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Parents Continue to Hope for Lost Son

Legg family believes Doug is alive and with someone

The parents of Douglas Legg still believe he is alive and may be with someone. Flyers describing the 8 year old youngster and asking anyone who has any knowledge of where he might be to call his parents are being distributed by Mr. and Mrs. William Legg of 7001 River Road, Baldwinsville throughout the Adirondacks area where the boy disappeared July 10.

Mrs. Legg said yesterday that the flyers are – light posters – have produced no results so far. She said she and her husband “personally” took some of the flyers to various locations in the rugged mountain area near Newcomb. Others have been mailed out. “And we’re mailing out more.” she said.

Douglas, 8, was last seen on July 10 when a brother and a cousin spotted him on a ridge about 200 yards from the main lodge on Melvin estate. The boy’s disappearance triggered a massive search.

For 3 weeks, thousands of persons tramped through dense woods, swamps, and steep hills in the 13,000 acre Melvin estate in a vain effort to find the boy. Searchers employed air-craft mounted infrared cameras, dog teams and even a clairvoyant in hopes of finding some trace of Douglas. None of the devices turned up any solid evidence of what happened to Douglas.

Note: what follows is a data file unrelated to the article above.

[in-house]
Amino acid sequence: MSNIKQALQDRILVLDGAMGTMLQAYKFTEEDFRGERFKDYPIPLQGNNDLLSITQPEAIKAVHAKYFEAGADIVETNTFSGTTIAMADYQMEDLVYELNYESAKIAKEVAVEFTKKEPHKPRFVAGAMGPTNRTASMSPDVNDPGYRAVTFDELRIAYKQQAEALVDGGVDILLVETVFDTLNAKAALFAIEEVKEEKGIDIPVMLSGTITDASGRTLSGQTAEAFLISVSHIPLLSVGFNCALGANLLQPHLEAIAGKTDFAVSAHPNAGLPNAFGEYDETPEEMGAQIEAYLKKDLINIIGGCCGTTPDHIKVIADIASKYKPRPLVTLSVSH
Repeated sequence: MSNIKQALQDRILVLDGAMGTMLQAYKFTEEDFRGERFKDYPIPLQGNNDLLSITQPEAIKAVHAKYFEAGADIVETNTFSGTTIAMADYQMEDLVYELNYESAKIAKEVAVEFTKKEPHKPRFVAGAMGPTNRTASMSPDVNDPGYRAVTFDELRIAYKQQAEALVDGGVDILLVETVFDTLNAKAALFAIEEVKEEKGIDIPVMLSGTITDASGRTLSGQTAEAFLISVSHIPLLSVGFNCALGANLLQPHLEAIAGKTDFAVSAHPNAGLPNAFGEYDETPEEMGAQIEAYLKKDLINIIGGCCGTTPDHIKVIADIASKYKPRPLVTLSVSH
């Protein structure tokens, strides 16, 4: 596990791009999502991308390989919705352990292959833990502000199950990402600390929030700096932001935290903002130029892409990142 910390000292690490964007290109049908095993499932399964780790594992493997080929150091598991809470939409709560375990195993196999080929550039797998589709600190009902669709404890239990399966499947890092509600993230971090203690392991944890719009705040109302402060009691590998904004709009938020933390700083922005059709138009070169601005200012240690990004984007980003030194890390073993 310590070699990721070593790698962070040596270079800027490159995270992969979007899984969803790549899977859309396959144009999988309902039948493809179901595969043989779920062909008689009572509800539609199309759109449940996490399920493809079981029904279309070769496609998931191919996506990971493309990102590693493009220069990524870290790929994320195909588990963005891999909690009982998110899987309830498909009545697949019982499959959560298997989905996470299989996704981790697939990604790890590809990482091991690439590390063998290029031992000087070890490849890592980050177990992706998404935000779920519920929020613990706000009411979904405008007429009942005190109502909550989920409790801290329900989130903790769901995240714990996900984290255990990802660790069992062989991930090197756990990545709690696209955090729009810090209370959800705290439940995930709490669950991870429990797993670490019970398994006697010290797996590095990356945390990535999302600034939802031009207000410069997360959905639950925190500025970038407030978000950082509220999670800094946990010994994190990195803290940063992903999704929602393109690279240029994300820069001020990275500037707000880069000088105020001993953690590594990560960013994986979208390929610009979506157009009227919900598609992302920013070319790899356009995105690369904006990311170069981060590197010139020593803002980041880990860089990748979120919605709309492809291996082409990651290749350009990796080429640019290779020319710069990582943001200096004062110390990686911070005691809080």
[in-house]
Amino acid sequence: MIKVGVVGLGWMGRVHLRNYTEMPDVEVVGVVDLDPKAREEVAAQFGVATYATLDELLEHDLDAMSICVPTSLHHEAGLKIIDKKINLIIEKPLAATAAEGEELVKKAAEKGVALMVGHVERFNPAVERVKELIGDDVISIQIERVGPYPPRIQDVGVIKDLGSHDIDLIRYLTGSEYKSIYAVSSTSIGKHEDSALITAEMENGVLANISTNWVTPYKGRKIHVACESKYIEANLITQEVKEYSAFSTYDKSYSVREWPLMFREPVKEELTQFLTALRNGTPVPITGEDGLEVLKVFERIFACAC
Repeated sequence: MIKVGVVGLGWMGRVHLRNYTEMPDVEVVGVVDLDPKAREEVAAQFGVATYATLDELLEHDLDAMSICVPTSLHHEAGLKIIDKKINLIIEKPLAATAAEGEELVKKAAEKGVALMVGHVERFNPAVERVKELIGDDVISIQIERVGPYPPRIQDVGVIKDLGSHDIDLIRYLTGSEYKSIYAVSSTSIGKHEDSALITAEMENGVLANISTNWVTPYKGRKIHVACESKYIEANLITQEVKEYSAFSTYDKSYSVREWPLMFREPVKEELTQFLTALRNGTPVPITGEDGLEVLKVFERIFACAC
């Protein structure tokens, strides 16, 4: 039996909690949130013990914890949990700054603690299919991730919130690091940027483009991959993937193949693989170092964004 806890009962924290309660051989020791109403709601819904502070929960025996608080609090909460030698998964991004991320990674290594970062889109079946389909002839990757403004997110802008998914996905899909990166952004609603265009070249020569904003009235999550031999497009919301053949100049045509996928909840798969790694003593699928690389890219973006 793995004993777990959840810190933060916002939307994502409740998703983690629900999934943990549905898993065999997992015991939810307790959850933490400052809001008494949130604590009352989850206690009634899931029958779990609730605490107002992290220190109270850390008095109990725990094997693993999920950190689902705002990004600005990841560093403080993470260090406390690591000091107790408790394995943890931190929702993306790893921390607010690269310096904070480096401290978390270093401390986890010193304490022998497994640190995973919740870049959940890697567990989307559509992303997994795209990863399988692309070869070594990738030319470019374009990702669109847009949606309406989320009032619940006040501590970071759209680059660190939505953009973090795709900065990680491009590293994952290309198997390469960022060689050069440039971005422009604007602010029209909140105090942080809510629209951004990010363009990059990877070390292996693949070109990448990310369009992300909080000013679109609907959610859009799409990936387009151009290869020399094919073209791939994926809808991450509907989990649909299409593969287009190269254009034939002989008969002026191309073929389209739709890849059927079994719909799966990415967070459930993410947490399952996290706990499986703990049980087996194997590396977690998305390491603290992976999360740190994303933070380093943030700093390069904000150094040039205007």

The Melvin family paid airfare from California for members of several crack mountain rescue teams who eventually described the terrain around Newcomb as some of the toughest they’d ever searched. A Special Forces Unit from Massachusetts participated in the search as did hundreds of military reservists, airmen, police, forest rangers and other experienced woodsmen.

No sign of the boy was ever found and the search was called off August 1. The flyers include a front and profile picture of Douglas, a description of the clothing the youngster wore when he was last seen, and an appeal to anyone who knows of his whereabouts to call his parents collect at their Baldwinsville home.

One bundle of posters was mailed to Supervisor, Patrick Quinn of the Town of Newcomb, along with a letter asking Quinn to distribute them at gasoline service stations, stores, campsites and other locations in the area. In the letter to Quinn, the boy’s father told the official, “My wife and I believe our son is alive and with someone.”

Mrs. Legg yesterday refused to discuss the flyers than to confirm they are being distributed and how – and that the family has not heard from anyone about the poster appeal.

Newcomb town supervisor Liblern Yandon, who had been a leader in the search said he had not seen any of the posters in Newcomb, but that he understood they had been distributed in surrounding areas.

“I think it’s a good idea,” he remarked. “Maybe, they (The Legg Family) want to exhaust all possibilities. I suppose when there’s any hope at all you try everything.” Yandon believes that Newcomb may have been left off the distribution list because the people there are already familiar with the boy’s physical appearance.

Source: Syracuse Herald American, September 12, 1971